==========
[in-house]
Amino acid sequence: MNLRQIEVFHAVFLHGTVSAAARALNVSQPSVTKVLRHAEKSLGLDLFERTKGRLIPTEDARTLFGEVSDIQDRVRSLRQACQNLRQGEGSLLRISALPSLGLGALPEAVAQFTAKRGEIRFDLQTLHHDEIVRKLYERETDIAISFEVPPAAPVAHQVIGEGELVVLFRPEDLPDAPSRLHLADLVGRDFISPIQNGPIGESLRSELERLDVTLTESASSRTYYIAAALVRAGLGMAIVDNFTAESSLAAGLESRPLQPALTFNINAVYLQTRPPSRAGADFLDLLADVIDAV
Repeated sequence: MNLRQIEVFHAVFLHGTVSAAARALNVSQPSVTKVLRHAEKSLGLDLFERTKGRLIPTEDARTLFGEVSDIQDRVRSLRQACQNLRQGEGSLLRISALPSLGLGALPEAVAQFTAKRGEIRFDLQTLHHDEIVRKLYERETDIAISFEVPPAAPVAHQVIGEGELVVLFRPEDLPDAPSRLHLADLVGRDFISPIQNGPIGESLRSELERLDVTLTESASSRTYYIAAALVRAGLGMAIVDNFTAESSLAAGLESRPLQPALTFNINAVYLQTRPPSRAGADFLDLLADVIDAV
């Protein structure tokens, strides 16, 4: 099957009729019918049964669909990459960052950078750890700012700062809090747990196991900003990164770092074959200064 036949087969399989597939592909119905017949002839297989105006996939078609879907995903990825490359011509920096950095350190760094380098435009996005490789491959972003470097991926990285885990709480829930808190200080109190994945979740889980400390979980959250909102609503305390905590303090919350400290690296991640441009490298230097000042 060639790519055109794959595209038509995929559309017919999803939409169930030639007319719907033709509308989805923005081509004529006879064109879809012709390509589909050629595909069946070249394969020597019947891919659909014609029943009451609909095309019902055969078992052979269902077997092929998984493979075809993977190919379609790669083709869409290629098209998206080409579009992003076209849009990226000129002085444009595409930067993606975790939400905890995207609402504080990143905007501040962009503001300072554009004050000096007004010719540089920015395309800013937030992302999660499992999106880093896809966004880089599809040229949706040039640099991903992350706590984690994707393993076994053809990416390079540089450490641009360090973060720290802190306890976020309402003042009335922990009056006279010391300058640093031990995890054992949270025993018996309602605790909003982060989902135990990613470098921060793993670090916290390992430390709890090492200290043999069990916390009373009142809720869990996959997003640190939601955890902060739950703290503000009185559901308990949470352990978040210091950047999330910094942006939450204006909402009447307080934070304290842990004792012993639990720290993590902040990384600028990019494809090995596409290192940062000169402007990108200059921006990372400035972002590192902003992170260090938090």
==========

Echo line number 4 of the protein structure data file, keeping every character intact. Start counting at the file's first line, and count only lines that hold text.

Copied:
């Protein structure tokens, strides 16, 4: 099957009729019918049964669909990459960052950078750890700012700062809090747990196991900003990164770092074959200064 036949087969399989597939592909119905017949002839297989105006996939078609879907995903990825490359011509920096950095350190760094380098435009996005490789491959972003470097991926990285885990709480829930808190200080109190994945979740889980400390979980959250909102609503305390905590303090919350400290690296991640441009490298230097000042 060639790519055109794959595209038509995929559309017919999803939409169930030639007319719907033709509308989805923005081509004529006879064109879809012709390509589909050629595909069946070249394969020597019947891919659909014609029943009451609909095309019902055969078992052979269902077997092929998984493979075809993977190919379609790669083709869409290629098209998206080409579009992003076209849009990226000129002085444009595409930067993606975790939400905890995207609402504080990143905007501040962009503001300072554009004050000096007004010719540089920015395309800013937030992302999660499992999106880093896809966004880089599809040229949706040039640099991903992350706590984690994707393993076994053809990416390079540089450490641009360090973060720290802190306890976020309402003042009335922990009056006279010391300058640093031990995890054992949270025993018996309602605790909003982060989902135990990613470098921060793993670090916290390992430390709890090492200290043999069990916390009373009142809720869990996959997003640190939601955890902060739950703290503000009185559901308990949470352990978040210091950047999330910094942006939450204006909402009447307080934070304290842990004792012993639990720290993590902040990384600028990019494809090995596409290192940062000169402007990108200059921006990372400035972002590192902003992170260090938090």